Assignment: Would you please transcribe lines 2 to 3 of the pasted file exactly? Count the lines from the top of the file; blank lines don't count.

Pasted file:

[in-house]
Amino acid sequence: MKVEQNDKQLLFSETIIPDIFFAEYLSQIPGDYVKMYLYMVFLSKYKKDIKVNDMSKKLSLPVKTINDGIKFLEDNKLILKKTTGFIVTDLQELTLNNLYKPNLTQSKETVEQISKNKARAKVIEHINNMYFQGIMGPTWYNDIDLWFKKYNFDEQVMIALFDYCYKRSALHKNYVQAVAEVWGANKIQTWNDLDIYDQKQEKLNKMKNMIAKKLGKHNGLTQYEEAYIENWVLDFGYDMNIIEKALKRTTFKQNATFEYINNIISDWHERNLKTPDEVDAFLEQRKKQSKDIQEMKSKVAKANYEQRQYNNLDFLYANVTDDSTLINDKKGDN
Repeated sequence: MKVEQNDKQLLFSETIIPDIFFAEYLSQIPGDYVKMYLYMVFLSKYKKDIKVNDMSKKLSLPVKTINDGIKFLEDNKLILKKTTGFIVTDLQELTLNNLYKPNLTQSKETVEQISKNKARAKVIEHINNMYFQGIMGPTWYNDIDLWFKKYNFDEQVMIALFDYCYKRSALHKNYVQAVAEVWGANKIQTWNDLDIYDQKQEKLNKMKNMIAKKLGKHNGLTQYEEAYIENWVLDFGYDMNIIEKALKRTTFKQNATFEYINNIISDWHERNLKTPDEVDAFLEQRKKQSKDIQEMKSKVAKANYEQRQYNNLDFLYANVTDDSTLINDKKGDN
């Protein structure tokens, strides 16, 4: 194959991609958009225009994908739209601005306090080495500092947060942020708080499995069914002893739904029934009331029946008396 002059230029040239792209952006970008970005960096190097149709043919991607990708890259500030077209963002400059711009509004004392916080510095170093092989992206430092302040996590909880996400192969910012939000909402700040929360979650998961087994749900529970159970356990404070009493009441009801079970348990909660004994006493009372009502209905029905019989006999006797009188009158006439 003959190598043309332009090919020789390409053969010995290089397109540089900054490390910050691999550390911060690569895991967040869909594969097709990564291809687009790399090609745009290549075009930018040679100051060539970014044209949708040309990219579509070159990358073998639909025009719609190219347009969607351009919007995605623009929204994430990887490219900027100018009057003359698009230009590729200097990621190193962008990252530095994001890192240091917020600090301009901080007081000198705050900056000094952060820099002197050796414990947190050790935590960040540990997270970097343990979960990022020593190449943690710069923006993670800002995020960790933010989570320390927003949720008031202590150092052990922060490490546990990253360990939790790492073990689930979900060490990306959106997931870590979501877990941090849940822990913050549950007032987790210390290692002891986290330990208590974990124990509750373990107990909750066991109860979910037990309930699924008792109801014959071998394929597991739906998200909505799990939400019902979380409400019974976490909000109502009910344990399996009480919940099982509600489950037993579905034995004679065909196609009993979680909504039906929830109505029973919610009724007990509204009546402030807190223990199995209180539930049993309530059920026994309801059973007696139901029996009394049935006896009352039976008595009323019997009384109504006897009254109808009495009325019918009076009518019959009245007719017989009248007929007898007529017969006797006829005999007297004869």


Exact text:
Amino acid sequence: MKVEQNDKQLLFSETIIPDIFFAEYLSQIPGDYVKMYLYMVFLSKYKKDIKVNDMSKKLSLPVKTINDGIKFLEDNKLILKKTTGFIVTDLQELTLNNLYKPNLTQSKETVEQISKNKARAKVIEHINNMYFQGIMGPTWYNDIDLWFKKYNFDEQVMIALFDYCYKRSALHKNYVQAVAEVWGANKIQTWNDLDIYDQKQEKLNKMKNMIAKKLGKHNGLTQYEEAYIENWVLDFGYDMNIIEKALKRTTFKQNATFEYINNIISDWHERNLKTPDEVDAFLEQRKKQSKDIQEMKSKVAKANYEQRQYNNLDFLYANVTDDSTLINDKKGDN
Repeated sequence: MKVEQNDKQLLFSETIIPDIFFAEYLSQIPGDYVKMYLYMVFLSKYKKDIKVNDMSKKLSLPVKTINDGIKFLEDNKLILKKTTGFIVTDLQELTLNNLYKPNLTQSKETVEQISKNKARAKVIEHINNMYFQGIMGPTWYNDIDLWFKKYNFDEQVMIALFDYCYKRSALHKNYVQAVAEVWGANKIQTWNDLDIYDQKQEKLNKMKNMIAKKLGKHNGLTQYEEAYIENWVLDFGYDMNIIEKALKRTTFKQNATFEYINNIISDWHERNLKTPDEVDAFLEQRKKQSKDIQEMKSKVAKANYEQRQYNNLDFLYANVTDDSTLINDKKGDN